As to Rove's testimony, Spikey reports that Rove will testify that Libby told him on July 11 he learned of Plame and her role from Russert. That would, of course, seem to support Libby's contention that Russert told him. (Something in an odd formulation, hardly dispositive of the matter, Russert has publicly denied. That is, he says he didn't know her name and her job at the CIA. Of course, if Russert follows the pattern of the first four witnesses, I wouldn't be at all surprised to learn that the prosecution's characterization of his testimony is as distorted as it has been of the first four prosecution witnesses.)
Spikey notes that,
Yeah, we heard four of them (Grossman, Grenier, Schmall and Martin) last week at the trial, and not one had a firm handle on when and where they told him, nor mentioned a reference longer than about 30 seconds. Fitzgerald's theory is that these remarks were so consequential Libby could not have forgotten this information. But the trial testimony shows this is preposterous and the prosecution's own witnesses have been demonstrating that claim is preposterous. In the process they have revealed
More fiction offered up as news: Spikey says Rove is "edgy" because after his conversation with Libby he told Cooper about Plame. He knows this, how? Oh dear.
Libby says he told Cooper, Cooper says HE told Libby. Rove says, I believe, that he may have told Cooper but forgot the entire conversation until a fellow Time staffer reminded his lawyer and some note was found to refresh his recollection. The judge has sent a strong signal that Cooper lied (ruling after reading his notes of his conversation with Libby that no matter how Cooper testifies his notes will impeach him). Rove must really be sweating this out - not.
Isikoff does remind us of something interesting. Ari Fleischer, who had an immunity deal negotiated by Williams and Connolly, had publicly said he wasn't even represented by a lawyer. (Who else said that? Armitage... the only other witness who appears to have been granted immunity - per the AP's Apuzzo - and the only other person known to have deliberately leaked the information about Plame.)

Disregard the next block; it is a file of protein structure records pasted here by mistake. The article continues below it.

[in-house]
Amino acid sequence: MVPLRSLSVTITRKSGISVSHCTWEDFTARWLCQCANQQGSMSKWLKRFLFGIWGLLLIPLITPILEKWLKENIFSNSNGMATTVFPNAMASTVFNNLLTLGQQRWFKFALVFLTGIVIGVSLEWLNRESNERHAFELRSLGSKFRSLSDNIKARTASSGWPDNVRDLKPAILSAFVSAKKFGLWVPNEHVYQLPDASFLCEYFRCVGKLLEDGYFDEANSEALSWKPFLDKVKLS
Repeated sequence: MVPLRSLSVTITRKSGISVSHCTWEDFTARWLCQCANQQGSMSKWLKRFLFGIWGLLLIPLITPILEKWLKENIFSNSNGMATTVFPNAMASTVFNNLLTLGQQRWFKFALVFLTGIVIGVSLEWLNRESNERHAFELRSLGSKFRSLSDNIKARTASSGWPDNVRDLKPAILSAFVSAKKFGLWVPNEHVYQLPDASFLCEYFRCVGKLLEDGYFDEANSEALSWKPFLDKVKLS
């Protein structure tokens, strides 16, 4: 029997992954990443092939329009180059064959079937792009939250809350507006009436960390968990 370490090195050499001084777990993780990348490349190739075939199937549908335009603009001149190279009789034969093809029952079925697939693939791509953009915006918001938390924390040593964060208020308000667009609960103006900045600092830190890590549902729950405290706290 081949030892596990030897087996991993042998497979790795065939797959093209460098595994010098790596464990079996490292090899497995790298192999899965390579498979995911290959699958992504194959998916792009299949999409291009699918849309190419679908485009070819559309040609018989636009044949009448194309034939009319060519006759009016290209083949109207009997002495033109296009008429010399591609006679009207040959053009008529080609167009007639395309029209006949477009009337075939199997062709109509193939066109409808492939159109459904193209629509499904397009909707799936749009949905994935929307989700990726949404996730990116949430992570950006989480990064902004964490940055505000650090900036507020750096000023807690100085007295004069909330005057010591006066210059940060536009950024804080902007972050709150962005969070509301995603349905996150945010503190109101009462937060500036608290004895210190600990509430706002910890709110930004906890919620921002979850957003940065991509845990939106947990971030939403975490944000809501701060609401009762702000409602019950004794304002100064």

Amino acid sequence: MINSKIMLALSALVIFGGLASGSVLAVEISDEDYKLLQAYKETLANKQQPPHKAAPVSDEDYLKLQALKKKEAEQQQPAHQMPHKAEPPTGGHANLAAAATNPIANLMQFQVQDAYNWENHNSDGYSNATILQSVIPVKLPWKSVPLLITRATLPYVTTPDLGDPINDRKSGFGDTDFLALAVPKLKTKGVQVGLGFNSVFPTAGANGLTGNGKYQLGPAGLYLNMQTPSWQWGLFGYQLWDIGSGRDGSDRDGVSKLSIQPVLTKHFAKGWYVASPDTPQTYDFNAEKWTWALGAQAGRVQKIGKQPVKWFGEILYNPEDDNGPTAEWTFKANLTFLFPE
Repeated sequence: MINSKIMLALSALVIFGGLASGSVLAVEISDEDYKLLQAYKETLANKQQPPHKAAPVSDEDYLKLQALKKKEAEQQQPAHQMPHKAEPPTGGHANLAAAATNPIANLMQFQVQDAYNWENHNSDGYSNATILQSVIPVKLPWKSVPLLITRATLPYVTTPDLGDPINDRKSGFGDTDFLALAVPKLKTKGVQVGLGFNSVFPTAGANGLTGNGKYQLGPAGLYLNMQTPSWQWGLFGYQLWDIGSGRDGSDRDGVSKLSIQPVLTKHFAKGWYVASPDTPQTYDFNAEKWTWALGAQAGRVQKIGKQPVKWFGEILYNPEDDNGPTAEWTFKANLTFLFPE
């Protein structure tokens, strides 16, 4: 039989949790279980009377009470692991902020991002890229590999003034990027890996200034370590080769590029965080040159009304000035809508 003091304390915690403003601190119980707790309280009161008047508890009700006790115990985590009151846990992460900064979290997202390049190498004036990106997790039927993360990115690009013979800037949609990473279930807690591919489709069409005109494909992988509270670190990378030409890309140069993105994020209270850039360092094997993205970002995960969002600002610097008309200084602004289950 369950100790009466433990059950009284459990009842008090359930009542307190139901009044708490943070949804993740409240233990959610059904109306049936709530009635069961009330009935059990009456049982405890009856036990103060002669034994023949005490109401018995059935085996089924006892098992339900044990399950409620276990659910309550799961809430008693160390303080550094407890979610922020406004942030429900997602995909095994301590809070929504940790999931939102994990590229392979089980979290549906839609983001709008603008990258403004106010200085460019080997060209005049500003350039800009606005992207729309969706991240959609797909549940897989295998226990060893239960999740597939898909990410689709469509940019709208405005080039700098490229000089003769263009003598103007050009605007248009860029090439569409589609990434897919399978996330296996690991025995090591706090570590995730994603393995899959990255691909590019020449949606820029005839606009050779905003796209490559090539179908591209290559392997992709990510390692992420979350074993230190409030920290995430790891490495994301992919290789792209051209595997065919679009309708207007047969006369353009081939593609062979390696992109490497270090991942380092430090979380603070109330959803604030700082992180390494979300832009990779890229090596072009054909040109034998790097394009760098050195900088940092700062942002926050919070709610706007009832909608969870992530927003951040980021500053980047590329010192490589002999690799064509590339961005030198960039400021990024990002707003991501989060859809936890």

You can be sure that Fleischer's comment that he wasn't even represented by counsel will be used to impeach him at trial, and if it turns out that Apuzzo's hint that Armitage had a similar deal is true, Armitage's claim that he also had no counsel will be impeaching.
Spikey says Libby told Fleischer that Ms. Wilson worked at the CIA and that was "hush hush". Having seen the mischaracterization of all the witness statements to date by the prosecution and the odd inferences drawn by the special prosecutor from them, I'll wait and see to what Fleischer actually testifies. My recollection is the hush hush was about other matters relating to the uranium in Africa tale, which was moving through the CIA declassification process at the speed of frozen molasses (because the agency was clearly trying to forestall further embarrassment that this nonsensical Mission to Africa was causing it).
Finally, Spikey says Fleischer then heard about Plame from Bartlett and passed it on to NBC's David Gregory. Last week during the trial, we learned for the very first time that Gregory who had earlier claimed "no one called him"-implying he'd received no information about Plame -- was leaked the information by Fleischer. There were a number of earlier reports that Fleischer saw the details about Plame in the INR which he was given while flying on Air Force One, and immediately told Gregory, who ever afterward pretended he never knew this and who was never questioned by the crack special prosecution team.
A friend with a long distinguished career in law enforcement also has looked at the Isikoff story and says of my analysis:
With his own witnesses taking the air out of this thin case, the prosecutor's soufflé of an indictment has turned into a pancake when it came to trial.